Pro-Life Lawsuit against the state of Illinois

Pro-Life Lawsuit against the State of Illinois

NO HB40
On November 30, 2017, the Thomas More Society filed a taxpayer lawsuit against State of Illinois officials in a counter attack against House Bill 40, which requires public funding of tens of thousands of elective abortions. The taxpayer lawsuit, filed in the Sangamon County Circuit Court, is brought on behalf of hundreds of thousands of Illinois taxpayers, represented by county and statewide pro-life organizations including the Illinois Federation for Right to Life and it's many affiliates.
HB 40 would force every Illinoisan to pay for free abortions for those on Medicaid and state employee health insurance. This would apply through the full nine months of pregnancy and for any reason, even when the latest scientific research has shown that the unborn child can feel pain and survive outside the womb.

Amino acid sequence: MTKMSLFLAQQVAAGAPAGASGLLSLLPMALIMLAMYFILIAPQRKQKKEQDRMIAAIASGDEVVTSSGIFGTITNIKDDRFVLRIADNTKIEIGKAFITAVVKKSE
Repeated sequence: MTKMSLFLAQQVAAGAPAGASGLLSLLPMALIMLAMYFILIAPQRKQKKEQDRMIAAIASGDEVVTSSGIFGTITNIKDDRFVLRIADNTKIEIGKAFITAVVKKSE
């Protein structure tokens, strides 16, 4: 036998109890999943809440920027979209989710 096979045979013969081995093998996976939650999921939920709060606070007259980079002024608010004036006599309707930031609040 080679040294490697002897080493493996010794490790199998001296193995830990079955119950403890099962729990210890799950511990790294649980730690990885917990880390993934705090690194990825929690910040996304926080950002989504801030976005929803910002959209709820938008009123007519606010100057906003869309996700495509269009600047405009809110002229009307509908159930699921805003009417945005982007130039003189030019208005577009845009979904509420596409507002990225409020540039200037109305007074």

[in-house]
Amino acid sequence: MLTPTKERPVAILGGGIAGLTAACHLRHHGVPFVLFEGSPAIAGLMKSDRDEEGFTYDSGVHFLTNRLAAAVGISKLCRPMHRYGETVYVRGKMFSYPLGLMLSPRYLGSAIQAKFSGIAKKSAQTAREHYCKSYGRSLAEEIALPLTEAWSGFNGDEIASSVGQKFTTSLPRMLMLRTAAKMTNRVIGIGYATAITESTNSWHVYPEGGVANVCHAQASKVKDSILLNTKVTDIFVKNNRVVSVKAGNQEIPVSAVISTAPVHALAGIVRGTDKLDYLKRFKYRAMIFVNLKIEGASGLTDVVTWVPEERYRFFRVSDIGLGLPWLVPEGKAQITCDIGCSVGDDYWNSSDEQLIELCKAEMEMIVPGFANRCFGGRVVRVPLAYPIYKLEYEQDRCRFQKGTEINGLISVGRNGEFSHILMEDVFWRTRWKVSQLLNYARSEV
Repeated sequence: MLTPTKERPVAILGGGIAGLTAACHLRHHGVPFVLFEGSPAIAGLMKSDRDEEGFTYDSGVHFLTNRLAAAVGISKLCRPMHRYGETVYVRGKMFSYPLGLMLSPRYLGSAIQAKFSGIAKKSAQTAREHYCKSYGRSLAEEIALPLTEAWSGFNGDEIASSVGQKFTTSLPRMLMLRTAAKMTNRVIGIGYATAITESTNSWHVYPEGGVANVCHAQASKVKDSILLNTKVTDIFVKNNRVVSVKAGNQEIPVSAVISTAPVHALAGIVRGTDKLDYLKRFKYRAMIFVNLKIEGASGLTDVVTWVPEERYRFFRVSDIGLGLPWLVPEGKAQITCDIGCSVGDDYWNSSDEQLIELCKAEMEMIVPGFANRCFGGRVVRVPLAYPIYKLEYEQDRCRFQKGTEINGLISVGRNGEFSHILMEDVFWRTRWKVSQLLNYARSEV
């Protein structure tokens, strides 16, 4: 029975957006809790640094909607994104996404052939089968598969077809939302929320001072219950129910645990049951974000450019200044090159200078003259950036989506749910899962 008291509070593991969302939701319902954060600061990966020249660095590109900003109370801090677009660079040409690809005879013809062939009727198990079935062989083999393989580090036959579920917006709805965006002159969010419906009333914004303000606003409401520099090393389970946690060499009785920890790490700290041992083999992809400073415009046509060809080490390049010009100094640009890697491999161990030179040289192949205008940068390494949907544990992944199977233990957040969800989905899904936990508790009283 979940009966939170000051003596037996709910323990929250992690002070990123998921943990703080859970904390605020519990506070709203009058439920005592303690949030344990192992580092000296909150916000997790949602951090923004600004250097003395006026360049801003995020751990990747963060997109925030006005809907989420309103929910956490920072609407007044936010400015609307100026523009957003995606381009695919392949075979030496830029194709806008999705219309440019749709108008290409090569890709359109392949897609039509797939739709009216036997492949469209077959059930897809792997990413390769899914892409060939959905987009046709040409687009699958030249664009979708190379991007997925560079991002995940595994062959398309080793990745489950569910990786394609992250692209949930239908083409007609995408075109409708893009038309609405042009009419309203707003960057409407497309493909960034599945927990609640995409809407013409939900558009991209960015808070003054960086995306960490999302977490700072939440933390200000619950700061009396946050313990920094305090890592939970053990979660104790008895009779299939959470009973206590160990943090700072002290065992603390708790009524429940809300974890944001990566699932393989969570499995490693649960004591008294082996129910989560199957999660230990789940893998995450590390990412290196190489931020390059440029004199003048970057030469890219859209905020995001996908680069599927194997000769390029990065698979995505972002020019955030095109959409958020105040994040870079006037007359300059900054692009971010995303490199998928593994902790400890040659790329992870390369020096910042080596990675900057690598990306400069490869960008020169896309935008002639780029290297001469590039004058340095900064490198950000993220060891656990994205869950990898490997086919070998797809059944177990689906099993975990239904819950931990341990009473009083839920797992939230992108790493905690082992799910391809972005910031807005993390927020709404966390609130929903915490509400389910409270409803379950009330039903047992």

The Thomas More society is a not for profit national public interest law firm dedicated to restoring respect in law for life, family, and religious freedom. The Thomas More Society is based in Chicago. Please consider helping the Thomas More Society with your financial support.

July 20, 2017

Three Republicans blocking final effort to defund Planned Parenthood, repeal Obamacare

U.S Sen. Shelley Moore Capito of West Virginia is one of three Republicans who refused to vote for the Better Care Reconciliation Act.
U.S. Sen. Shelley Moore Capito 
Republicans failed to rally enough senators to vote for the Better Care Reconciliation Act, which would repeal and replace Obamacare. Then, Majority Leader Sen. Mitch McConnell, R-Kentucky, announced the Senate would instead only vote on repealing the pro-abortion healthcare law.

The bill repealing Obamacare would also defund Planned Parenthood for one year. Three Republican senators, Shelley Moore Capito of West Virginia, Lisa Murkowski of Alaska, and Susan Collins of Maine, have all said they'd vote against the bill. This means McConnell doesn't have the 50 votes needed to debate and then pass the bill.

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